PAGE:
Cumulus Inc.

It was the day of my birthday, I was in Melbourne and I hadn’t booked anywhere for lunch. You may say that was silly but I had so many options I couldn’t go wrong. All weekend I had wanted lunch seriously early. I seemed to be starving by 1130am and pacing the streets waiting for lunch service to start.

Cumulus Inc. was busy with people still finishing brunch or having a morning cake stop. I hoped I wouldn’t look like a starving earlybird sitting at the marble counter, which overlooks the open kitchen, waiting for lunch service to start. The kitchen area is small and it’s packed with chefs bumping elbows with each other.

One of the first things I liked about Cumulus Inc. was that their menu was a tapas and sharing plate style where most of the sharing plates can be halved. Fantastic news for people who like to try alot of different dishes or for solo diners. The choices just became all that harder or maybe easier because I could have more.

Slow Braised octopus with aioli and dehydrated olives came out first. It was a pretty picture with a touch of chilli and basil. The octopus was soft and the there was a good balance to the dish. No need to take that olive oil back to the kitchen either, I’ll be finishing that off with my bread.

Sitting in front of the kitchen lends itself to some enlightenment. I was sitting in front of the youngster of the team who was continually getting nudged, sworn at and berated by the head chef.  Now I’m guessing that in some kitchens this is the norm and it wasn’t done loudly but enough for me to hear. It made me feel so uncomfortable that at times I didn’t know where to look. I’m soft, I know.

The next dishes took a little more time to come out as the morning crowd were swapping their tables for the lunch crew and the place was continually packed. The menu reads so well it was hard to make a choice but I had to try the tuna tartare with crushed green pea salad. A dish this simple needs the tuna to be perfect and it was. Slicked with olive oil, the tuna melted in my mouth.  

It was recommended I try the spiced cauliflower salad. I didn’t need much convincing. This was my favourite dish, so much so that I tried to search the web to see if the recipe was out there anywhere. I couldn’t find it but I did notice alot of others loved this dish too and have tried to recreate it at home. The pan roasted spice flavours tasted moroccan inspired along with pine nuts, goats curd and a twinkle of pomegranate seeds on top.  This was a half serve, it was so good I could have had more. 

What do you have for dessert when you don’t really feel like it. Not the pearl barley ice cream, soft chocolate, caramel and rye desert. A very rich dessert of smooth chocolate and vanilla with the rye biscuit being a thin slice of toasted rye bread. It gave the dish a bitter taste. It just didn’t do it for me.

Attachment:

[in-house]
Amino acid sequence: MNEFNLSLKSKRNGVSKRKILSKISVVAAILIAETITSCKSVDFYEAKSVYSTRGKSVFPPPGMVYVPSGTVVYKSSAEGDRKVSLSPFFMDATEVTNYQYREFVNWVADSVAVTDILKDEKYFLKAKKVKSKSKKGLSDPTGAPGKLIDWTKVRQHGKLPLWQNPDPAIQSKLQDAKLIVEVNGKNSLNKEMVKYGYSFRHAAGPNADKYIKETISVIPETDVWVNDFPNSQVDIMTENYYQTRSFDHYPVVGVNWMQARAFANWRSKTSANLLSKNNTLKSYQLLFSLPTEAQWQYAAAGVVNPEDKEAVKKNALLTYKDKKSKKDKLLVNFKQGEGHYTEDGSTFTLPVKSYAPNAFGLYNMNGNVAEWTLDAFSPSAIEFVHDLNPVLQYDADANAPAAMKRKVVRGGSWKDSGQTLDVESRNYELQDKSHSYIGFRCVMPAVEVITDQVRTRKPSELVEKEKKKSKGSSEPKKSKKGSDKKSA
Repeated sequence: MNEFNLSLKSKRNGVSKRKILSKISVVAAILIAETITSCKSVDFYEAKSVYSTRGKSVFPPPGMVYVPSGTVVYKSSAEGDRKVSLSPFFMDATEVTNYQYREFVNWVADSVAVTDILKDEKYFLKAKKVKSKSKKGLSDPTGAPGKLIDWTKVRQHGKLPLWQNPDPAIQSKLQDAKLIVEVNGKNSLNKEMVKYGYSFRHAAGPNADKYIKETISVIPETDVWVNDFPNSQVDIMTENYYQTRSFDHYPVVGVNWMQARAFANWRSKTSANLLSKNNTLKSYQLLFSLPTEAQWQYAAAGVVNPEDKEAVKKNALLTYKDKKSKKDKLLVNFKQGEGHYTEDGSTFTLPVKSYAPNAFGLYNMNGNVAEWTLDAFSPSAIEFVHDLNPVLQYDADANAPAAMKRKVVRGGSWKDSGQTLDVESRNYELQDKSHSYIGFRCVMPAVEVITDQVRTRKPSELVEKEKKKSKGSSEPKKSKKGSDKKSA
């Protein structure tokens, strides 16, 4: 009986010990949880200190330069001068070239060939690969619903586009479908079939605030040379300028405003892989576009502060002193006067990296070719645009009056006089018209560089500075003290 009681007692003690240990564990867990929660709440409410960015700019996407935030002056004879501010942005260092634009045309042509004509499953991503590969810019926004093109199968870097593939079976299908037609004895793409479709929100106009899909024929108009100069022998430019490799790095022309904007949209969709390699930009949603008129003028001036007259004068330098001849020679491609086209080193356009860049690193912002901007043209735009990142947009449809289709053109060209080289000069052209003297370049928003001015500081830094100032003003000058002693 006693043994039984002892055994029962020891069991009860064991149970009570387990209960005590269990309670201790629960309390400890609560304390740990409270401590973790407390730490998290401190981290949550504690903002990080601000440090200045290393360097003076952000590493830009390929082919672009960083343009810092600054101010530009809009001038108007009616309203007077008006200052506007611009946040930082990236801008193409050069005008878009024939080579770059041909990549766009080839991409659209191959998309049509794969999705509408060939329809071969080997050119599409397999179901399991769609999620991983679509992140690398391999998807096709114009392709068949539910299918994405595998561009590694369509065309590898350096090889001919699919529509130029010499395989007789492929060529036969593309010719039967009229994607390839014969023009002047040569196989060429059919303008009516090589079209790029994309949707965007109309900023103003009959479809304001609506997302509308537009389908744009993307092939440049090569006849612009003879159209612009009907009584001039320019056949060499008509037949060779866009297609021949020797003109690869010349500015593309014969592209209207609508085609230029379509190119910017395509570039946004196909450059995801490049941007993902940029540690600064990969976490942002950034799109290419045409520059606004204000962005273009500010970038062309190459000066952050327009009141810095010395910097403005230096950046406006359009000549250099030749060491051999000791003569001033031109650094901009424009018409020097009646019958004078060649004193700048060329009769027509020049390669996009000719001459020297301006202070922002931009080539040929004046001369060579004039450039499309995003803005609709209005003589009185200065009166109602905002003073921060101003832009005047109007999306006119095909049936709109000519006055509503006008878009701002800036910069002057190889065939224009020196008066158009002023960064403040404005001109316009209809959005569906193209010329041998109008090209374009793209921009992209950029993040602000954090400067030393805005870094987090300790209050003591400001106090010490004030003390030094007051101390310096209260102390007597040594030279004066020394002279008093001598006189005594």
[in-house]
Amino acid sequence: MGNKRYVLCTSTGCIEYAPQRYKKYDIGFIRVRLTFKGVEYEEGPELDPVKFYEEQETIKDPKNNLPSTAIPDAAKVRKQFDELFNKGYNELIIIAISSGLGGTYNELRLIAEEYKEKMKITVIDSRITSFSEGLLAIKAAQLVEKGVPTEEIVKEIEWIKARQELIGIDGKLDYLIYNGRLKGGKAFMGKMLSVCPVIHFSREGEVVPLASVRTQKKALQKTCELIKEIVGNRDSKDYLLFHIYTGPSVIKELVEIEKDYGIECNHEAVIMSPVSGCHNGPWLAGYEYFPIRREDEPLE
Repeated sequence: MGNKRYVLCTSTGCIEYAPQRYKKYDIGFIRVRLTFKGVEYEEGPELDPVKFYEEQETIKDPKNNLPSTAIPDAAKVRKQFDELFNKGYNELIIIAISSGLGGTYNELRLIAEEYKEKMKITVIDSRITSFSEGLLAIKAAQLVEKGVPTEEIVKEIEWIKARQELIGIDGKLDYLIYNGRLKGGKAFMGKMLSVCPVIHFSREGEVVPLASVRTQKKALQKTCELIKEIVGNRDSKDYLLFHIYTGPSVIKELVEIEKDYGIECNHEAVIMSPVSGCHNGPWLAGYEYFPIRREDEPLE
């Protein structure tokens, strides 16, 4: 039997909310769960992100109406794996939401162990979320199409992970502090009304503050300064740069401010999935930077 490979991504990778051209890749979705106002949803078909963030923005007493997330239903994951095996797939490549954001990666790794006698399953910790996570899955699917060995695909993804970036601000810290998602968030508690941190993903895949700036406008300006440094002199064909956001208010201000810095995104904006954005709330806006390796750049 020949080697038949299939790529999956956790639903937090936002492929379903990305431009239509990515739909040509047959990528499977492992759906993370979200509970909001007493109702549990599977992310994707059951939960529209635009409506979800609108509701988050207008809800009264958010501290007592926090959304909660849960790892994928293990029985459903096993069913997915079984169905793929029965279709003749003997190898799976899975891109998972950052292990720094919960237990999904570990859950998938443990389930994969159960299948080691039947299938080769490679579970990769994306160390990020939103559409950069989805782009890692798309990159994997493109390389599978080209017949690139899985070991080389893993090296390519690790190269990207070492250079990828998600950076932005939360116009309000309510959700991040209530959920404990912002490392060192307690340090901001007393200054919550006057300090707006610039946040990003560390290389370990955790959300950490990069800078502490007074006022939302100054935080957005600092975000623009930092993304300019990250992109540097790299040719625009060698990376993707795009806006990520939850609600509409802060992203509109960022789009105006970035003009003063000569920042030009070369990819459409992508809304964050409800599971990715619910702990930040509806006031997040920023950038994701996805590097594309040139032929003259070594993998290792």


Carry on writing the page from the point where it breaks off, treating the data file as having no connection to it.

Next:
Another Melbourne haunt ticked off the list, yes, but it was more than that, it’s another place added to the would go back to list. The two ladies out for lunch beside me were tucking into a slow roast shoulder of lamb that I wanted to pinch. The charcuterie board the father and son were having the other side looked worthy as well. I’ll just sit the other end of the bar next time.

MoVida

I knew about the reputation of MoVida. I even have Frank Camorras’ cookbook, MoVida Rustica but when I managed to grab a last minute table there I never imagined I would love it quite so much.

It was my last day for a Melbournian lunch. I had a few places on my list to try but MoVida was the first. At 1pm the place was packed. Did I want to come back in 45minutes, you bet ya.  As soon as I walked into the place it exuded an unpretentious cool atmosphere. Dim lighting, a long timber bar, relaxed music and people looking like they are having a good time. I was back bang on 45mins.

I couldn’t go past trying the hand filleted Cantabrian artisan anchovies on croutons with smoked tomato sorbet ($4.50 each). The crispy toast and anchovy were warm enough to take the cold sorbet. I really did imagine myself on a hot Spanish day sitting in a outside a tapas bar.

As I waited for my next tapas to come out from the kitchen, which is open to the dining room via a large window, I sipped on a 2009 Paco and Lola Albarino ($13). Next to come out was a special of the day sea urchin and goats curd crostini. The crostini was warm, providing gentle heat to the curd and sea urchin. It’s a small touch that makes so much difference to the taste of a dish.

Two beautiful pieces of Pyrenees wet roast lamb with fino and paprika sauce ($4.50 each). They fell apart at the touch and I felt like I was melting into my chair and never wanting to leave. By this time I had stepped up to a 2008 DJP Petalos Mencia ($17).  A Spanish wine elegant enough to glide me through the rest of my meal.

I was starting to become full but I was determined to eat more. It was just that good. It was suggested by the waitress I try the Cecina, an award winning dish of air-dried wagu beef with poached egg and truffle foam ($19.50). The advice was to mix the ingredients together let them sit together for a few moments to let the flavours mingle and then indulge. It was like the best ever brunch dish you could come up with. The runny egg with soft potato, strong beef with a hit of black truffle.

I thought a full dessert would really do me in so I asked for the selection of cheese ($22). They were two Spanish cheeses, a firm Bica and the blue, a Valdeon, both very fine cheeses. Bica means ‘bag of cheese’ and is a buttery mix of goat, cow and sheeps milk.  The Valdeon is a smooth creamy well rounded earthy blue cheese. I had a taste of each and hit the wall. Lucky for me the waiter pinched some foil from the kitchen so I could stash the cheese in my bag to enjoy later.

I LOVE MOVIDA. I’m just thankful it’s in Melbourne otherwise I would have a permanent seat at the bar.